Andrew Hoan, CEO of the Brooklyn Chamber, to Depart

The business group's chief, who led the Chamber through its 100th anniversary, said he'll step down in May

Chamber head Andrew Hoan in front of Borough Hall in March 2017 (Photo by Robert Nickelsberg)

Andrew Hoan, who took the helm as president and CEO of the Brooklyn Chamber of Commerce in December 2016, plans to leave the post in May, the Chamber announced on Friday. Hoan departs after a busy year for the Chamber, in which he orchestrated the group’s centennial gala, produced a strategic plan for the next 100 years, and helped lead a spirited bid to attract Amazon’s planned second headquarters.

“Andrew Hoan is a friend to me and to our entire borough,” Borough President Eric Adams told The Bridge in a statement. “His years of dedication to public service, pursuing economic development to expand opportunity for all, will be felt in Brooklyn for decades to come.” The Chamber is the largest such group in New York State, with more than 2,100 members, and was recognized as the state’s chamber-of-the-year in 2017.

In a message to members, the Chamber said Hoan decided to depart because “his family plans to relocate outside the New York City region.” The group said it will launch an immediate search for his replacement and expects no disruption in its activities. “As a result of Andrew’s leadership and the depth of management experience of the Chamber staff, I am pleased to report that all of our planned programming and events have been scheduled through the end of 2018,” said Chamber board chair Denise Arbesu in making the announcement. “I have no doubt that these activities will be flawlessly executed.”

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Hoan, left of cake, and Board Chair Denise Arbesu, to the right, hosted the group’s centennial extravaganza (Photo by Colin Clark)

Before assuming the CEO role, succeeding Carlo Scissura, Hoan had served as the Chamber’s executive vice president and chief of staff. He joined the group 2012 as vice president for economic development after serving more than five years as director of capital budget and development under Borough President Marty Markowitz.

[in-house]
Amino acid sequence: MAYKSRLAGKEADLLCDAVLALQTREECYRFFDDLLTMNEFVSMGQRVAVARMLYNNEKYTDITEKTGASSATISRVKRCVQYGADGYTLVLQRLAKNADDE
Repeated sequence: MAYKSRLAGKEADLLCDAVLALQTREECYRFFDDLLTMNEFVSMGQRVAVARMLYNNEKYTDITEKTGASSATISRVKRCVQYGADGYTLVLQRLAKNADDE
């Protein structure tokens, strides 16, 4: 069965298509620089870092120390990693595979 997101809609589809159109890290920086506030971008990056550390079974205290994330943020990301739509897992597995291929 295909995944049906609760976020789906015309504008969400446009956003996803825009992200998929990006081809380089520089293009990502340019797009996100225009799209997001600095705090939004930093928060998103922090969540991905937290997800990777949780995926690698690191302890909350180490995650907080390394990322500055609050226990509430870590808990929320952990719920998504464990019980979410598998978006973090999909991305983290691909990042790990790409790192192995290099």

In an interview with The Bridge in April 2017, Hoan made it clear that doing justice to the Chamber’s centennial was his top priority. “It’s my job to steward the institution through its 100th birthday, which is a big deal,” he said, promising “the biggest and best party the borough has seen in the past 100 years.”

On that score, he succeeded, throwing a party for nearly 1,000 members and guests, complete with a marching band and Coney Island sideshow entertainers. “This is amazing to see,” said Juan Perez, CEO of Highbrid Media, a multicultural marketing company, in the midst of the festivities. A more contemplative observation of the group’s centennial is a year-long exhibit at the Brooklyn Historical Society called The Business of Brooklyn, which tells the story of the Chamber’s century in more than 100 objects.



One of Hoan’s most dramatic moments came in September, after Amazon announced that it was shopping around for the ideal place to build a second headquarters, with the promise of creating 50,000 new jobs and $5 billion in capital investment. Hoan and borough president Adams seized the moment to launch a campaign they dubbed “Brooklyn Prime,” for which they rounded up a coalition of business and community leaders to help make the pitch. “We’re going to bring it home, no matter what,” Hoan declared at a news event while making the announcement. In January, when a short list of 20 finalists was revealed (out of 238 entrants), New York City made the cut with an application including Brooklyn and three other city neighborhoods.

Another move on Hoan’s watch was to relocate the Chamber’s annual design show, BKLYN DESIGNS, to a grander venue this year: the Brooklyn Museum. The year’s edition, its 15th, will take place May 12-13 and include a special exhibit of historic Brooklyn objects, curated by the museum’s decorative-arts director.

Hoan and his wife, an OB/GYN doctor, had their first child in April 2017. The Chamber hasn’t said what their next destination will be, but noted, “on a personal level, [we] will miss his enthusiasm.”

Steve Koepp is the editor of The Bridge. Previously, he was editorial director of Time Inc. Books, executive editor of Fortune and deputy managing editor of Time.